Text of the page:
Whether hydraulic conductance recovers after rehydration following a drought stress by repairing embolism while plant is transpiring or not is controversial. We rehydrated potted grapevines at 07.00 h after a stress period of ten days when pots had not been watered. During subsequent 24 hours we measured leaf transpiration rate, leaf water potential, and hydraulic conductance of leaves, petioles, and shoot and root segments. Degree of embolism was determined by comparing the initial hydraulic conductance of plant organs to the maximum hydraulic conductance after removal of air emboli after transient flushings of degassed water by HPFM technique. Increasing pressure during transient flushings ranged from 30 to 500 kPa in leaves, from 20 to 400 kPa in petioles and in shoot segments, and from 8 to 250 kPa in root segments. Leaf transpiration rate increased from 0.10 to 2.50 mmol*m-2*s-1 from 07.00 to 11.00 h, 4 hours after rehydration; thereafter it slightly decreased till 21.30 h, and it was null during the night. Leaf water potential was -1.10 MPa at 07.00 h; it was -0.40 after the first 3 hours, and -0.15 either at the and of the day or the subsequent morning. Recover in hydraulic conductance caused by rehydration (i.e. embolism repair) was about 80% in the leaf during the day (from 07.00 to 21.00 h) and a 10% more during the following night. We measured a 80% embolism repair after 11 hours in petiole, and after 8 hours in shoot. In root segments, embolism repair was about 60% during the day (from 07.00 to 21.00 h) and a 20% more during the following night. We conclude that leaf water potential quickly recovers after rehydration, while by contrast, embolism repair is a slower phenomenon, also occurring during leaf transpiration.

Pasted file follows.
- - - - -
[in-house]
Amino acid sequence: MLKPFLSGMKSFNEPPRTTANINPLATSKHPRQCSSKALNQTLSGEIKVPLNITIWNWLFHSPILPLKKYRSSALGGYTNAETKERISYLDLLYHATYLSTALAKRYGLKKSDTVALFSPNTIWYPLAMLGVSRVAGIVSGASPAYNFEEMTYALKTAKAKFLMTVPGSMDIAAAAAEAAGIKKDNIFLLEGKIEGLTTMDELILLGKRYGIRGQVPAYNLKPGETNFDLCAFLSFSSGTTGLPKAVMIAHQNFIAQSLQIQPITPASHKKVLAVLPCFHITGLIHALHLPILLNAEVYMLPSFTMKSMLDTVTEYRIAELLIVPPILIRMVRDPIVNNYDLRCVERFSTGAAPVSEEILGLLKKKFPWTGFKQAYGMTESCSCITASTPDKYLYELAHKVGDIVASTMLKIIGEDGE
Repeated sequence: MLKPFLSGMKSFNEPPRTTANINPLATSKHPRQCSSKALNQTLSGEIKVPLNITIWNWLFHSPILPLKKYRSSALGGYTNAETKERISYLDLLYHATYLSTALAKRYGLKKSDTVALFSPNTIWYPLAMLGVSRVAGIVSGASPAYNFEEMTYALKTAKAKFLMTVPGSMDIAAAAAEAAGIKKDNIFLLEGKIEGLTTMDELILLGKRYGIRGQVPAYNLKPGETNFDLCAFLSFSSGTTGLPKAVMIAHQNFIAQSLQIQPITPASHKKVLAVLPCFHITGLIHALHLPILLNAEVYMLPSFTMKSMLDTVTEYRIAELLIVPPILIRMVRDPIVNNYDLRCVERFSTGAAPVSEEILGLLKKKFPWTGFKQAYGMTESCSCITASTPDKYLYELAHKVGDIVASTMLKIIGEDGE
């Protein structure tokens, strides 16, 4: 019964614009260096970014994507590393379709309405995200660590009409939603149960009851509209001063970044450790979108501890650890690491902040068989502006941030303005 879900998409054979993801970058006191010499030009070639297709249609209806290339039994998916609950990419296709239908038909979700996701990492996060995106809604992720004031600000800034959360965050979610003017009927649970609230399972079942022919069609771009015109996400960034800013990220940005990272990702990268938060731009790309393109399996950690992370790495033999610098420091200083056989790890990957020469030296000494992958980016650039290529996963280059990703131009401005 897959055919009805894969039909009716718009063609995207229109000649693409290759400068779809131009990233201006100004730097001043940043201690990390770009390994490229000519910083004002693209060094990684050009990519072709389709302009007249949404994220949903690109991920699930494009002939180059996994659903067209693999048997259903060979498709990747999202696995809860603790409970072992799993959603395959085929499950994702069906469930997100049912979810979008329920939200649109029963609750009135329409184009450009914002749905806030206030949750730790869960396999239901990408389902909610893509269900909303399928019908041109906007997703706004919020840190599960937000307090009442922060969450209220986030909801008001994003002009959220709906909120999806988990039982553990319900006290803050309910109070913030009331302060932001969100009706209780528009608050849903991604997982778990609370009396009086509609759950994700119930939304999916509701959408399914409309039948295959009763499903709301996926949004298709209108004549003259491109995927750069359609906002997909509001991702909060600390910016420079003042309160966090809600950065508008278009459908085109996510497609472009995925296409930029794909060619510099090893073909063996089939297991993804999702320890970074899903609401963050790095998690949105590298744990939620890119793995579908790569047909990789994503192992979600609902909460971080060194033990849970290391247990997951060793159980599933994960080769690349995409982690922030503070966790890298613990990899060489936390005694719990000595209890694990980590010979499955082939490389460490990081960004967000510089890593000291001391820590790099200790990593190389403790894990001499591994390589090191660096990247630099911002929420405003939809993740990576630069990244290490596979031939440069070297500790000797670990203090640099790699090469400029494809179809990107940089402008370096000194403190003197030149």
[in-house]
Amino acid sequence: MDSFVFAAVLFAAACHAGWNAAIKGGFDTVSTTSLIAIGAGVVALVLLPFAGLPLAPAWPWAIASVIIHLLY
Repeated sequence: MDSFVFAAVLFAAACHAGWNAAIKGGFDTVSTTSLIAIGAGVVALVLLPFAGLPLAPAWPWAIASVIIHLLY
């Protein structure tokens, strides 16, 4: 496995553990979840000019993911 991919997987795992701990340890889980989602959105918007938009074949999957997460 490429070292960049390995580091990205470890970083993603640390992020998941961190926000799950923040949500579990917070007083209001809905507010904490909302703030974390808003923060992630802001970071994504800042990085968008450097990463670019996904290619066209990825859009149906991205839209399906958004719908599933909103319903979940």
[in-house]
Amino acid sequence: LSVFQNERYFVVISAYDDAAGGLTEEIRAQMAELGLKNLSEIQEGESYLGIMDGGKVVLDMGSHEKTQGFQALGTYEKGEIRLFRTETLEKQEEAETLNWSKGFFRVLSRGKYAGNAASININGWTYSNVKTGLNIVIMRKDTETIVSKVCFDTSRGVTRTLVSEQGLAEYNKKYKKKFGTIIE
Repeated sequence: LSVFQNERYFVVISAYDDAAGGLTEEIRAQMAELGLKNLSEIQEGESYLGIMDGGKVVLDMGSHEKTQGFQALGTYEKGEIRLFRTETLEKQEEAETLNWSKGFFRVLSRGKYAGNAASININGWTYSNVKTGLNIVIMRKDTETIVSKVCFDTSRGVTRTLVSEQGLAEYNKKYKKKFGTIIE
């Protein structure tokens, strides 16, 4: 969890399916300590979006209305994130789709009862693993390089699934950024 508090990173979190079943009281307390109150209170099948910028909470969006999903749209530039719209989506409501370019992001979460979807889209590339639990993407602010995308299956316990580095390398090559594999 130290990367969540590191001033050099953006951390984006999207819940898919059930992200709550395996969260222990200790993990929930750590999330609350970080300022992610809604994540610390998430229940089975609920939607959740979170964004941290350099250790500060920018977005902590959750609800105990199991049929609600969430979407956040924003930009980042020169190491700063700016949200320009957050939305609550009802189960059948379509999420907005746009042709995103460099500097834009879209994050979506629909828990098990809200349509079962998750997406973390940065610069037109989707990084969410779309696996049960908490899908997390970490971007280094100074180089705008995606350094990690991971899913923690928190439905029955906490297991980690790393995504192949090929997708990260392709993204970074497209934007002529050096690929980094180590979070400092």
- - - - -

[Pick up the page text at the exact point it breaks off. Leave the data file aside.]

Dynamics of embolism repair in grapevine rehydrated after drought stress

LOVISOLO, Claudio;PERRONE, Irene;PAGLIARANI, CHIARA;SCHUBERT, Andrea
2006

Abstract

Whether hydraulic conductance recovers after rehydration following a drought stress by repairing embolism while plant is transpiring or not is controversial. We rehydrated potted grapevines at 07.00 h after a stress period of ten days when pots had not been watered. During subsequent 24 hours we measured leaf transpiration rate, leaf water potential, and hydraulic conductance of leaves, petioles, and shoot and root segments. Degree of embolism was determined by comparing the initial hydraulic conductance of plant organs to the maximum hydraulic conductance after removal of air emboli after transient flushings of degassed water by HPFM technique. Increasing pressure during transient flushings ranged from 30 to 500 kPa in leaves, from 20 to 400 kPa in petioles and in shoot segments, and from 8 to 250 kPa in root segments. Leaf transpiration rate increased from 0.10 to 2.50 mmol*m-2*s-1 from 07.00 to 11.00 h, 4 hours after rehydration; thereafter it slightly decreased till 21.30 h, and it was null during the night. Leaf water potential was -1.10 MPa at 07.00 h; it was -0.40 after the first 3 hours, and -0.15 either at the and of the day or the subsequent morning. Recover in hydraulic conductance caused by rehydration (i.e. embolism repair) was about 80% in the leaf during the day (from 07.00 to 21.00 h) and a 10% more during the following night. We measured a 80% embolism repair after 11 hours in petiole, and after 8 hours in shoot. In root segments, embolism repair was about 60% during the day (from 07.00 to 21.00 h) and a 20% more during the following night. We conclude that leaf water potential quickly recovers after rehydration, while by contrast, embolism repair is a slower phenomenon, also occurring during leaf transpiration.
COST 858 Meeting “Abiotic stress and grape functional genomics”
Prague (CZ)
14-16/09/06
Proc. COST 858 Meeting “Abiotic stress and grape functional genomics”
Alena Gaudinova
8
8
grapevine; embolisms; water transport
Lovisolo C.; Perrone I.; Bragagnolo S.; Pagliarani C.; Schubert A.
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Utilizza questo identificativo per citare o creare un link a questo documento: http://hdl.handle.net/2318/54868
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